In chapter six, the authors discuss institutional innovation; developing regional institutions, in close collaboration with national governments of member countries, for an integrated approach to institutionalise trans-boundary biodiversity conservation. Nidhi Srinivas weaves together various cases to support his hypothesis of local networks, including NGOs working in tandem with state governments, to mobilise local people. This offers an interesting solution to incentivise local people to work for the collective needs of social-ecological systems.
In an important cornerstone of the book, Chaturvedi uses case studies of the Indian Sundarbans and the Zhangjiangkou Mangrove Forestry Reserve in China’s Fujian province to reveal how typically-marginalised communities view and deal with the impacts of incremental climate change and unsustainable environments. Chaturvedi brings a deep, theoretical understanding of power relations, scale, spatial dimensions, and highlights the roles of micro-geopolitics and social justice.
To conclude the book, Bandyopadhyay et al recount the debate around growth-fundamentalism and call for an alternate definition of development that clearly lashes out against the myopic growth philosophy.
“…Yet another timely reminder to the two most populous, fastest growing economies with enviable human capital in a globalising world that ‘Rise’ comes with enormous responsibility of planetary scale, especially in the era of climate change and growing scarcities of two of the five basic elements of life: clean air and clean water,” they write.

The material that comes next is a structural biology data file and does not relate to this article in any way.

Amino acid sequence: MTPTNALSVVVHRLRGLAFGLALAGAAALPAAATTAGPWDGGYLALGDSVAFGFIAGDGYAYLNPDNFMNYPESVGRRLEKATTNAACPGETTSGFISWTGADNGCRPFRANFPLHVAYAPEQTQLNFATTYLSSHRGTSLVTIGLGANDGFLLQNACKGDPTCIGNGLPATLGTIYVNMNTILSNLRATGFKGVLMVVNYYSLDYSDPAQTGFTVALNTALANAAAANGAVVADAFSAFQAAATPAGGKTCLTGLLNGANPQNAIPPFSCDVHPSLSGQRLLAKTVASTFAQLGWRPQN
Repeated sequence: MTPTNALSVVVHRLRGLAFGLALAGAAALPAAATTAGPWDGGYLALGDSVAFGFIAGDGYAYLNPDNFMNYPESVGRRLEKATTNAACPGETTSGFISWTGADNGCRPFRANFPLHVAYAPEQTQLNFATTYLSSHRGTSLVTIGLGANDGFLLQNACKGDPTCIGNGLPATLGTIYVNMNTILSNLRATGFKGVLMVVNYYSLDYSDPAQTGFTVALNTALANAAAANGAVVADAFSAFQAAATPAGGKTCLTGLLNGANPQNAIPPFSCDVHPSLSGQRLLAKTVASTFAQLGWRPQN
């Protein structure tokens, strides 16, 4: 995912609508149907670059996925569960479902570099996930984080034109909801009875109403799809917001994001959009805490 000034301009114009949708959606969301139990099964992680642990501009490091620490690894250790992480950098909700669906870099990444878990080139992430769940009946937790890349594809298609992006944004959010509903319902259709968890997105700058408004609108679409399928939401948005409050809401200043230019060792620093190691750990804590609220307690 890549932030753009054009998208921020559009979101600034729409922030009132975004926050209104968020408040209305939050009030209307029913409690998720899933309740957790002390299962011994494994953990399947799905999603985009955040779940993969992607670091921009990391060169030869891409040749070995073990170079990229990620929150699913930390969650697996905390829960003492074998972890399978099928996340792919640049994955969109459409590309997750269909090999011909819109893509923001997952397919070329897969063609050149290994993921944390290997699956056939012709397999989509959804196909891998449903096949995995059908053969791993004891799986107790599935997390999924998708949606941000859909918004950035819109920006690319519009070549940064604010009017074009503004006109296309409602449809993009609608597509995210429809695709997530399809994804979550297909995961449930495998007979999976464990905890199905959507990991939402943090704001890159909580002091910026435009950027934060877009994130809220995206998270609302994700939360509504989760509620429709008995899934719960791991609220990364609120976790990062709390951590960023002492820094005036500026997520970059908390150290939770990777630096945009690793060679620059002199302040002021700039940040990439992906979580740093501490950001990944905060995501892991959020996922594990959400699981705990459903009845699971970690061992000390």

A trans-disciplinary knowledge base
When it comes to research in such a trans-disciplinary interface, it is expected that gaps in compartmentalised disciplinary thinking will be addressed, which this book does so well. At one level, the book acknowledges that environmentalism, as explained by struggles and innovations, has emerged from developmental thinking of growth-fundamentalism. This has been prevalent in emerging economies, especially China and India. At another level, the book presents a statement on the possibly symbiotic relation between the two apparently contending notions of biodiversity conservation and human development, through the evolution of appropriate institutional frameworks for environmental governance.
To engender the goals of environmental governance, elements of physical, natural, social and economic sciences have been combined to create a base of trans-disciplinary knowledge. For physical and natural scientists, the book provides an opportunity to understand and appreciate the social realities and changes brought about by flawed and correct designs. For the social scientists, it is important to understand the nature and role of engineering and natural sciences to analyse social drivers of struggles and innovations that have characterised the history of environmentalism in India and China.
For the economists, there is a redefinition and recasting of developmental philosophy from a narrow, myopic growth- fundamentalism, to a more ecologically informed, socially responsible developmental philosophy, upholding the important concern of distributive justice.
Environmental Sustainability from the Himalayas to the Oceans: Struggles and Innovations in China and India is available here.
Nilanjan Ghosh is a senior fellow at the Observer Research Foundation and chief economic adviser at WWF India.